If you live in the Boca area, chances are you have run into them without knowing. Burstein works valet at an Audi dealership and Chapnick at Grand Lux restaurant, while Li coincidentally delivers Chinese food.
"We just figured we had new music before all the blogs have it, so why not make a blog to help promote local music?" says Burstein.
In July, the two brought in Li, who attended Coral Springs High School with Chapnick, to write mixtape and album reviews. By the trio's admission, Li stands alone as the one who smokes only occasionally. More of a "monthly chiefer."
Unable to keep up with the amount of content coming out, Li stepped in last August to play a bigger role on the team. Since, he's become an x-factor by pushing the other two to be more productive in building their brand.
"Because he's not really the smoker; we'll be high Friday night and be like, 'Oh, we'll go to that show in an hour,'" says Chapnick. "An hour comes around and Kelvin will say, 'Yo, get off your asses. Let's go.' And we'll say 'OK.' So, bringing him in, it's helped us grow our local buzz too because he knows a lot people."
They say the site gets 10,000 hits a week on a bad week and has an Alexa global traffic ranking, determined by daily visitors and page views, of less than 1.4 million, an improvement from 3 million a few weeks ago.
Their goal is to reach a ranking of 500,000 and to eventually meet the same following of Ashley Outrageous, a fellow South Florida blogger whose global ranking is less than 250,000.
"She's got a really good interaction," Chapnick says. "We're not saying she's our competition or anything, but we want to at least match what she has."
The three also receive about ten music submissions a day from unsigned local and out-of-state acts. Not wanting to stray from their beliefs of putting out quality music, they are selective about what they post. No submission goes unheard. Artists have been known to fail at their first attempt to get noticed but eventually become regulars on the site after fine tuning their sound. This was the case with an artist from Virginia named Jo Casino.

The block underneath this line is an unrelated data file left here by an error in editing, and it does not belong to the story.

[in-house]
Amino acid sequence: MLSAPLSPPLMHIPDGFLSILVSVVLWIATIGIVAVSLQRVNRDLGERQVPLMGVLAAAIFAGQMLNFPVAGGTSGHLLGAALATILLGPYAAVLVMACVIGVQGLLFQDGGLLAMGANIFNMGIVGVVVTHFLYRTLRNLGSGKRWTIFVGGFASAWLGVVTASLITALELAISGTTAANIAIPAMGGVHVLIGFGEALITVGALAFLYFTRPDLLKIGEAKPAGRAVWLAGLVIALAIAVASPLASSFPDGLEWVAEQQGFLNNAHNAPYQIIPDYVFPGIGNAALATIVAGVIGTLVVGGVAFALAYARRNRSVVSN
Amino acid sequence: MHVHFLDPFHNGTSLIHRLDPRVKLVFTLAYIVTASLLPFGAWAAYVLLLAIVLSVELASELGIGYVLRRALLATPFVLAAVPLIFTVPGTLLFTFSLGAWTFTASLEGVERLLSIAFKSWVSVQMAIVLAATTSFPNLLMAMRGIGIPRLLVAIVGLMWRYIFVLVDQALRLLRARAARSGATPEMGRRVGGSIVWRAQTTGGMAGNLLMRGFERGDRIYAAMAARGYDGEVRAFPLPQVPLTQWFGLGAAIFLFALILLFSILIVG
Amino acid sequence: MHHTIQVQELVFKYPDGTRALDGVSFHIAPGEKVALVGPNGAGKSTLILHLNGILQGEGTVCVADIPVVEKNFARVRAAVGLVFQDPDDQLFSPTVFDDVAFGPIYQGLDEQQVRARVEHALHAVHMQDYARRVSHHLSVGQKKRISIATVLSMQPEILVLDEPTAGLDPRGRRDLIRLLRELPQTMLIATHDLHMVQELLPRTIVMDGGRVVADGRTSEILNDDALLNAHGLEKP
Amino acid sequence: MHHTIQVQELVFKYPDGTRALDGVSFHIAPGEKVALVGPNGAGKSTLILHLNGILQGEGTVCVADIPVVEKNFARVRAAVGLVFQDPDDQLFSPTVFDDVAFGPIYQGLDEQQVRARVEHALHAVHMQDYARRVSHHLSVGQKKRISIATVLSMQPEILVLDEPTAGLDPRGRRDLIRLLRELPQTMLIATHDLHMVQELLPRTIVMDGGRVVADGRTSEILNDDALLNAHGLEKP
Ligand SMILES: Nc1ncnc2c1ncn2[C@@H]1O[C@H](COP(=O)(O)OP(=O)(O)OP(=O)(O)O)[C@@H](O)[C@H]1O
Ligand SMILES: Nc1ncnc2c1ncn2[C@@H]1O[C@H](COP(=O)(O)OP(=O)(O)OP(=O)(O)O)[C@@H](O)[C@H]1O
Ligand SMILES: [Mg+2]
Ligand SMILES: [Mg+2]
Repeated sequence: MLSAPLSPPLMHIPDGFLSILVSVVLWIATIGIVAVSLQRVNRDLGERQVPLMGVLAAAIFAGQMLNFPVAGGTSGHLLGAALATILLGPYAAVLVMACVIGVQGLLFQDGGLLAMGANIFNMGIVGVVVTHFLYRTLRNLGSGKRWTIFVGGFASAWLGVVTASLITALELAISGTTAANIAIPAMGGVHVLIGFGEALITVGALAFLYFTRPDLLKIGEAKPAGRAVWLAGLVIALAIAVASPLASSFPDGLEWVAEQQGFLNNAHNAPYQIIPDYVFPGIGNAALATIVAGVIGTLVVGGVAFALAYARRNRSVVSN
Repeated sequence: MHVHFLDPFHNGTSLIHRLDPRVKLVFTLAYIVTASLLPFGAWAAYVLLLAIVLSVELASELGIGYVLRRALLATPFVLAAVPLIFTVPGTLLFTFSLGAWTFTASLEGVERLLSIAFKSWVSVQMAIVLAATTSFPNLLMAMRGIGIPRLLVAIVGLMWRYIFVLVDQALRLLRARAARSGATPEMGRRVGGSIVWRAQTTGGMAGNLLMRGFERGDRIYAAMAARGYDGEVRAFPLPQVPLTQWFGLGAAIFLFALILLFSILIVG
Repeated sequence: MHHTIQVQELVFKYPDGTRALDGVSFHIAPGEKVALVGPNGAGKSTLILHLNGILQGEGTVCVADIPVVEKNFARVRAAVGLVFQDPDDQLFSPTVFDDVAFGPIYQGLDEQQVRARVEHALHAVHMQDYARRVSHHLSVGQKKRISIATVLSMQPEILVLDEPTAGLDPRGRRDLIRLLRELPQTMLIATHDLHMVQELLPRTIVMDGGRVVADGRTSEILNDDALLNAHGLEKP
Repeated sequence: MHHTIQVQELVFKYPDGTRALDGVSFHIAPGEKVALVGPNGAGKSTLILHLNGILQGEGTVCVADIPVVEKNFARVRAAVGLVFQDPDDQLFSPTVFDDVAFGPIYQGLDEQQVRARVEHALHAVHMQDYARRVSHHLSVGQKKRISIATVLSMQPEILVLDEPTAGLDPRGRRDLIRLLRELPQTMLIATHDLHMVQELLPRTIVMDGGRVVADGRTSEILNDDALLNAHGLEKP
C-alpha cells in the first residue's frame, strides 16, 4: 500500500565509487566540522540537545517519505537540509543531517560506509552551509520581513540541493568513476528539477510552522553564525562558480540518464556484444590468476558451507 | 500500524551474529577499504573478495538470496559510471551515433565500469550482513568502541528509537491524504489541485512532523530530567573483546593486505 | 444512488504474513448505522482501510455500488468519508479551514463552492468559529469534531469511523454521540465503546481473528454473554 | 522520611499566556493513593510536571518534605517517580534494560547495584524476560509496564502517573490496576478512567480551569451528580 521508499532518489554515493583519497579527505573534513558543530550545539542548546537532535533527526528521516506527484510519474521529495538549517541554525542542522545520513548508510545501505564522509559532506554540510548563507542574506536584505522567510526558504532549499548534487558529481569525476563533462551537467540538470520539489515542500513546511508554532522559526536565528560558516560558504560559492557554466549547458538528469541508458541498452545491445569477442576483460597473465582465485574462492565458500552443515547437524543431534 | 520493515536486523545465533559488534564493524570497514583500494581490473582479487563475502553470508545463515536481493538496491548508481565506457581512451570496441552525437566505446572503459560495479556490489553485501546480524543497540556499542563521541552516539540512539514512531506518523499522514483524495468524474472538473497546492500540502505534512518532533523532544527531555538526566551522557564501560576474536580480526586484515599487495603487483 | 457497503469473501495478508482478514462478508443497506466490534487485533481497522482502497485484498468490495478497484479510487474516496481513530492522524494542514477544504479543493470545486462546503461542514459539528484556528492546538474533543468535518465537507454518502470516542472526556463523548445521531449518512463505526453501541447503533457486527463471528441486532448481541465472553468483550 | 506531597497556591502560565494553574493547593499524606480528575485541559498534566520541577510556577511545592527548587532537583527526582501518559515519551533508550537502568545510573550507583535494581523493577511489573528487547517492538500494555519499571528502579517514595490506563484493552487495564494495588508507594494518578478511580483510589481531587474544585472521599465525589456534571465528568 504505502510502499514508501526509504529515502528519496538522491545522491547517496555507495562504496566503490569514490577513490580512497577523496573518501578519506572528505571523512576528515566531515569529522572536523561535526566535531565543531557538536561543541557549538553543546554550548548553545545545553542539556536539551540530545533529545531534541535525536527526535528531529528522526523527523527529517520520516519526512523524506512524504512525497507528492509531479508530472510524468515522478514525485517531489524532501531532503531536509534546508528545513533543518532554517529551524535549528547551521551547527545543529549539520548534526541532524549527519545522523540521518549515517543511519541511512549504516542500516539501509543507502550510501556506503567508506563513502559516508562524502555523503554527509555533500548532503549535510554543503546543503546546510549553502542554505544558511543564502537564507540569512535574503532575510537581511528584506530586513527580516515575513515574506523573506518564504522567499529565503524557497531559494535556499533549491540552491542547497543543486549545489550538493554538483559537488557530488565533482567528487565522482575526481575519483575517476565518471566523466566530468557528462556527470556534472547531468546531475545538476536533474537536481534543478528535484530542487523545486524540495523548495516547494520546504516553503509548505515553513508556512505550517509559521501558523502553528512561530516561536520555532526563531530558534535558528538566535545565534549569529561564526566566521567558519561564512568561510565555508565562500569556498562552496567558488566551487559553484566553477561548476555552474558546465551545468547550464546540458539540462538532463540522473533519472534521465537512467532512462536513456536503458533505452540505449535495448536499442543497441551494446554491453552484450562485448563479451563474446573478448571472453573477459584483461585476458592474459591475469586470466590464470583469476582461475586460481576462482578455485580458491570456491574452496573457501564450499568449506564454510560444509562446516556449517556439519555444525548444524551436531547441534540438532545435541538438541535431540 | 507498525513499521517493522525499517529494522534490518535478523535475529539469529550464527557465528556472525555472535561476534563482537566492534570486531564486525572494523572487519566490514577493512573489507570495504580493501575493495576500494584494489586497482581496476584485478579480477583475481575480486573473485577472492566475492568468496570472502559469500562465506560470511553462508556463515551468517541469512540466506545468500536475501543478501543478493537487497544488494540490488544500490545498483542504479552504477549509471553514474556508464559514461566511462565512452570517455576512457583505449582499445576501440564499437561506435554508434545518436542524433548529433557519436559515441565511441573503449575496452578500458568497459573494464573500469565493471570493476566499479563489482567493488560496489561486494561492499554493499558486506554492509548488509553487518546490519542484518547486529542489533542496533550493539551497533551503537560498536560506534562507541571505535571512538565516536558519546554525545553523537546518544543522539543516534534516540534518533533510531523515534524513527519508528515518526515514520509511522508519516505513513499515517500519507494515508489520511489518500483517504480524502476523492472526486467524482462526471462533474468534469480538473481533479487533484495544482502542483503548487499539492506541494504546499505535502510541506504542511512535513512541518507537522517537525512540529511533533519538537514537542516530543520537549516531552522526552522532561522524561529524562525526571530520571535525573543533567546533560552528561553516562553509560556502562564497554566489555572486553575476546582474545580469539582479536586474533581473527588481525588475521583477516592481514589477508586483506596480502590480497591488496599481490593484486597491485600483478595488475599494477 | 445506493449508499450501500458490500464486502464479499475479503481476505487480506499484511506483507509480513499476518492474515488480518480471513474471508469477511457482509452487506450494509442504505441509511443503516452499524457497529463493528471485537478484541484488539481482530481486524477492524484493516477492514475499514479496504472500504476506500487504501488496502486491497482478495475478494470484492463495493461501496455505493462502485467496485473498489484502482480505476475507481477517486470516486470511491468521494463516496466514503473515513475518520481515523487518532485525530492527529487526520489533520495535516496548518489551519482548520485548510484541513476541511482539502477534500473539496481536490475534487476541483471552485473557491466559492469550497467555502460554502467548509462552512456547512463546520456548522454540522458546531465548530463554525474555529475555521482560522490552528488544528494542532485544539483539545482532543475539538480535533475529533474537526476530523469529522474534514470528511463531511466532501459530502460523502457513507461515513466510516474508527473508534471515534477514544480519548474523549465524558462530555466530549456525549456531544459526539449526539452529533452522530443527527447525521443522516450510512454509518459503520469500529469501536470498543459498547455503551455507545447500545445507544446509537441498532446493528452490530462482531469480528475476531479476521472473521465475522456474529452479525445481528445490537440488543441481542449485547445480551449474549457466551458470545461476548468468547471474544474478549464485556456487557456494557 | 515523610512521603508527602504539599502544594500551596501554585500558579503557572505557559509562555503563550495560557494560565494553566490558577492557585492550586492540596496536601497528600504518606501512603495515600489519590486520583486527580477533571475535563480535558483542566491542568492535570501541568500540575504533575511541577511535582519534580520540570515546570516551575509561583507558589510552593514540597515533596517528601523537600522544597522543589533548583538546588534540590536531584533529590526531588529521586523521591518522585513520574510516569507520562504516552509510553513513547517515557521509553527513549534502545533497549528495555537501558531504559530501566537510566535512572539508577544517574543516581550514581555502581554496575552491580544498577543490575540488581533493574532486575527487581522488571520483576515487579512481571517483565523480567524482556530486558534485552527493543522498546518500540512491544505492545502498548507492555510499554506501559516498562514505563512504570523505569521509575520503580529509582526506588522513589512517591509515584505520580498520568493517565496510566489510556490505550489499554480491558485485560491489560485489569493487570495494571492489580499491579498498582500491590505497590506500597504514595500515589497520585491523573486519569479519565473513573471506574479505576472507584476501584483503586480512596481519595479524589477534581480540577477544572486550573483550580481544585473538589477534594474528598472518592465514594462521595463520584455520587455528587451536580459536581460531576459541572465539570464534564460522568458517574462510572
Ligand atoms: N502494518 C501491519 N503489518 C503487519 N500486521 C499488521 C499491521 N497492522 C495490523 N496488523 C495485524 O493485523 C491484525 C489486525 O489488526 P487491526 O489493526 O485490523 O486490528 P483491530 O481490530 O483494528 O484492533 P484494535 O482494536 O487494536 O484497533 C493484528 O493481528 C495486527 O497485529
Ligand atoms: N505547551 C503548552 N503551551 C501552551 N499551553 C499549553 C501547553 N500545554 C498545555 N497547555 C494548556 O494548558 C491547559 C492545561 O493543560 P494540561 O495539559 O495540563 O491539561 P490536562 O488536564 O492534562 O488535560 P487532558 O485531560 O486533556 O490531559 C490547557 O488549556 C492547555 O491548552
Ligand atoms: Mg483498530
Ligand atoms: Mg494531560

"When we first started, he was always sending us shit, and he always tweeted us," says Chapnick. "But when he first started, he wasn't that good. His latest stuff, it's good."
Tagging buildings with stickers of their logo, passing them out at hip-hop and rap concerts at Revolution, having them end up on cars, student laptops and on the walls of Florida Atlantic University and Palm Beach State College, and giving away tickets have been useful ways in gaining more attention. But staying true to their roots, Chapnick says smoking sessions have been the way to spread the word.
"Everyone I smoke with usually listens to hip-hop, and it's always, 'Yo, check out our website,'" says Chapnick. "And when they're smoking with someone, they're sitting there like, 'Oh, did you hear that song on Daily Chiefers?'"
Interviews have been conducted in the same fashion. The pleasure of smoking out with a hip-hop veteran such as Fiend during their first interview and with Miami-Dade County's own J. Nics and Mayday inside the band's studio has become the norm. But that wasn't the case with one interviewee.
While living in Orlando, Burstein had a chance encounter with hip-hop producer Ski Beatz minutes after purchasing a camera. The meeting gave opportunity for an impromptu interview with the legendary beatmaker, who is most notably recognized for creating Jay-Z's "Dead Presidents."
Since then, Ski Beatz has continued to keep in touch with the three, shown support via Twitter, and even been seen wearing a Daily Chiefers hat at the hip-hop festival A3C.
Though the smoking culture plays a big part of dailychiefers.com's identity, the three do not want that to shadow their main objective: giving local artists an opportunity to be recognized.
"The Rising," which will be taking place at Propaganda on Wednesday, February 22, features South Florida artists J. Nics, Will Brennan, Sin, and Phresh James, all of whom the three consider to be the next breakout artists of South Florida, a region they know comes with a stigma.
"South Florida isn't known for lyrical artists," says Burstein. "There are a lot of lyrical artists, but people don't expect it. They're expecting trap music."
Their next step is putting together frequent shows in local venues that can hold crowds of 100 to 200 with local talent in the Broward and Palm Beach area. Their mission is to provide entertainment to the community and more exposure to talent and themselves, even if no money is made.
"We're probably not even going to make money off of it," says Burstein. "We're just doing it for support, to help artists out, to get our name out."
The three are still amazed to find fans showing support and purchasing Daily Chiefers grinders and stickers in state like Texas, Maine, and Colorado, even in other countries.
It may take time for the money to roll in and place them in a position where they might leave their jobs, but until then, if there is hip-hop going on, you can be sure to see that green and white Indian.
"Everything hip-hop in South Florida we are gong to be involved in," says Chapnick.
And they say you can't be productive while stoned.
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